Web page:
I am currently reading The God Species by Mark Lynas, about a third of the way through so a little early for conclusions, but so far it’s interesting and convincing enough to press on.
What hooked me early on was that rather than taking sides in the increasingly sterile debate between “Global Warming Alarmists” and “Global Warming Deniers”, and avoiding any arguments about the level of contribution made by man’s activities, he calmly points out that as the clearly dominant species on the planet, who have conquered all before us, we must attend to the first duty of all conquerors, which is to govern.
He uses the Stockholm Resilience Centre’s concept of planetary boundaries in nine areas which I won’t list, you can look if you’re interested. For each area, boundaries are set which we must manage our affairs in order to stay within.
So far so humdrum I hear you say, but what is refreshing is that he rejects both the anti-capitalist approaches which attempt to “re-create” a pre-industrial agrarian idyll with its requirement for a commensurate managed reduction of global population to “sustainable” levels, which may be appealing as an outcome but no imaginable process to get from here to there would be likely acceptable or achievable; and the complete laissez-faire approach of full speed ahead as we are, overcoming each problem as it occurs, as we have throughout our history (This always makes me think of the chap falling of a tall building calling out “Not dead yet” as he passes every floor, or perhaps pre-crash mortgage derivatives traders, same thing).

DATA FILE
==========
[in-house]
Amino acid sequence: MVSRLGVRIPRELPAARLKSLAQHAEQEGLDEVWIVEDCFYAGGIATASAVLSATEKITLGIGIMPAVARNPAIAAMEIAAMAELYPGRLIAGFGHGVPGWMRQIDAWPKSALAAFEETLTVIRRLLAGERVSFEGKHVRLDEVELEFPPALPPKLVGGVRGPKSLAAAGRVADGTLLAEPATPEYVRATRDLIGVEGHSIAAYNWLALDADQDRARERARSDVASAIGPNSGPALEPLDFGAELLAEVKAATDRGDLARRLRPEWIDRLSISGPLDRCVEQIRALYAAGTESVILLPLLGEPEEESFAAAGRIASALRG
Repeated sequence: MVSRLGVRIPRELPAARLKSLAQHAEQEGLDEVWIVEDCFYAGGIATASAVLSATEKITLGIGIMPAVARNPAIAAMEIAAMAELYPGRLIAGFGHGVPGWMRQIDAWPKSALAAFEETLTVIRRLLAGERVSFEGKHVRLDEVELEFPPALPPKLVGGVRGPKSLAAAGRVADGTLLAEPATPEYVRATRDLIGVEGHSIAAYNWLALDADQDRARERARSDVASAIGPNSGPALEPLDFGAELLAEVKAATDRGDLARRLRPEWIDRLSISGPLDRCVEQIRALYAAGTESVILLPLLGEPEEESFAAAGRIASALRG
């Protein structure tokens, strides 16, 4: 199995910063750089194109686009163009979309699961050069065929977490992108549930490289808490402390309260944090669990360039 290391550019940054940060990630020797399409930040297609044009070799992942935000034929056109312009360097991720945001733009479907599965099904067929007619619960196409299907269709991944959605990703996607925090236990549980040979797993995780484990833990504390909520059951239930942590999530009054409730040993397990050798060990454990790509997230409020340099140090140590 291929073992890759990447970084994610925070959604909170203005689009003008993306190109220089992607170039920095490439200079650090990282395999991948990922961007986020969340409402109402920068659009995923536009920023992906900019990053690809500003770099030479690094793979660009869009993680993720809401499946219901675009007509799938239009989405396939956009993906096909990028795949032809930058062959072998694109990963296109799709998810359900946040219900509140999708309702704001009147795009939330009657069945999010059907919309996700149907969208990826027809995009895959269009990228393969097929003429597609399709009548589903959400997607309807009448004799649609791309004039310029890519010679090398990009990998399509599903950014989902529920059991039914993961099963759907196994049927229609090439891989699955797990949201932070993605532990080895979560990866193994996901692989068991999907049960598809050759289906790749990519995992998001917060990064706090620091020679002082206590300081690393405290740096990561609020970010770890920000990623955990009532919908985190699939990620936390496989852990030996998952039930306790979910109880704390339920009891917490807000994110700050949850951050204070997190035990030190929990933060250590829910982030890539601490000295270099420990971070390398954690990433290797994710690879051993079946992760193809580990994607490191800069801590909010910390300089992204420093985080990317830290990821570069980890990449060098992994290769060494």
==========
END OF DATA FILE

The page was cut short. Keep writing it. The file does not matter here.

The approach proposed seems a compromise, but a reasoned one, that we should continue to use capitalism and science as our drivers, to eliminate poverty and disease and improve the lot of each and all, but to actively manage staying within the boundaries in each area. How this active management is to be operated and enforced, I haven’t got to yet, and there lies the rub but then freedom is an overwhelming responsibility.